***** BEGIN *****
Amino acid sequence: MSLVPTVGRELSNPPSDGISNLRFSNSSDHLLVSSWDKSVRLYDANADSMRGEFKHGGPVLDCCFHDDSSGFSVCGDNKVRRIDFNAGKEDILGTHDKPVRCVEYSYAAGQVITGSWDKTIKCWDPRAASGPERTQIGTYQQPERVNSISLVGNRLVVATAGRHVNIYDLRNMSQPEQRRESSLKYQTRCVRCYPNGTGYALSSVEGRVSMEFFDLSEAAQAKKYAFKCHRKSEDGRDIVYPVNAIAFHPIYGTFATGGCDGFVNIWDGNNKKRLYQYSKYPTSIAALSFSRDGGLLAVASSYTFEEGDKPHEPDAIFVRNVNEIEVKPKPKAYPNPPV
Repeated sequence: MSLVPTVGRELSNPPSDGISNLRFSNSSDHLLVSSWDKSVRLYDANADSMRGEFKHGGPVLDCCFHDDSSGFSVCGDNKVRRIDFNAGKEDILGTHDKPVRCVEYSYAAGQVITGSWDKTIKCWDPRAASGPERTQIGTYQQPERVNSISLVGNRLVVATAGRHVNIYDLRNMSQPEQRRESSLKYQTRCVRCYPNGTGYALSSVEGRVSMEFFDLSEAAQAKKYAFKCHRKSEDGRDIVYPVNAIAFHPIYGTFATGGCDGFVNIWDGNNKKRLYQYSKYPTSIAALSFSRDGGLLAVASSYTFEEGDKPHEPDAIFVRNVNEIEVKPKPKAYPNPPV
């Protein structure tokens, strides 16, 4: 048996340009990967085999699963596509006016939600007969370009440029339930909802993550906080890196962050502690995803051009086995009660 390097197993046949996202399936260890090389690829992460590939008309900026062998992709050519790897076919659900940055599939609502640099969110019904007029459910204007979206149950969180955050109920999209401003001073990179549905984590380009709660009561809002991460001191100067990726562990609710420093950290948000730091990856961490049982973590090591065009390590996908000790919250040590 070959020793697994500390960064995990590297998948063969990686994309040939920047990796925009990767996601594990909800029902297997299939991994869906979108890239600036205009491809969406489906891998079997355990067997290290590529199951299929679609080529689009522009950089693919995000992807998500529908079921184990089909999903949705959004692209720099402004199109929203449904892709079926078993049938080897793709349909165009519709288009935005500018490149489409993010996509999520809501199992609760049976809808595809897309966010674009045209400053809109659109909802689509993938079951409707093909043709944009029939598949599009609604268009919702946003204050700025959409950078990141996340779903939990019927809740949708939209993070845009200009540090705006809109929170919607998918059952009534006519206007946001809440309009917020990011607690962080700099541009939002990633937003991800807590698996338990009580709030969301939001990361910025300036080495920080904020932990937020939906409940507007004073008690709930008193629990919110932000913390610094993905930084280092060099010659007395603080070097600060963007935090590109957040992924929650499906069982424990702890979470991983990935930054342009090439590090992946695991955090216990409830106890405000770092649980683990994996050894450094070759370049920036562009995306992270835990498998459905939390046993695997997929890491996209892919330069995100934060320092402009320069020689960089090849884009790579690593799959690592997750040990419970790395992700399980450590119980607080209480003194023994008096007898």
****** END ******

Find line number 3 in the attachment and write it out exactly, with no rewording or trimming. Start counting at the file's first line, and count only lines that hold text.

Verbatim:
């Protein structure tokens, strides 16, 4: 048996340009990967085999699963596509006016939600007969370009440029339930909802993550906080890196962050502690995803051009086995009660 390097197993046949996202399936260890090389690829992460590939008309900026062998992709050519790897076919659900940055599939609502640099969110019904007029459910204007979206149950969180955050109920999209401003001073990179549905984590380009709660009561809002991460001191100067990726562990609710420093950290948000730091990856961490049982973590090591065009390590996908000790919250040590 070959020793697994500390960064995990590297998948063969990686994309040939920047990796925009990767996601594990909800029902297997299939991994869906979108890239600036205009491809969406489906891998079997355990067997290290590529199951299929679609080529689009522009950089693919995000992807998500529908079921184990089909999903949705959004692209720099402004199109929203449904892709079926078993049938080897793709349909165009519709288009935005500018490149489409993010996509999520809501199992609760049976809808595809897309966010674009045209400053809109659109909802689509993938079951409707093909043709944009029939598949599009609604268009919702946003204050700025959409950078990141996340779903939990019927809740949708939209993070845009200009540090705006809109929170919607998918059952009534006519206007946001809440309009917020990011607690962080700099541009939002990633937003991800807590698996338990009580709030969301939001990361910025300036080495920080904020932990937020939906409940507007004073008690709930008193629990919110932000913390610094993905930084280092060099010659007395603080070097600060963007935090590109957040992924929650499906069982424990702890979470991983990935930054342009090439590090992946695991955090216990409830106890405000770092649980683990994996050894450094070759370049920036562009995306992270835990498998459905939390046993695997997929890491996209892919330069995100934060320092402009320069020689960089090849884009790579690593799959690592997750040990419970790395992700399980450590119980607080209480003194023994008096007898």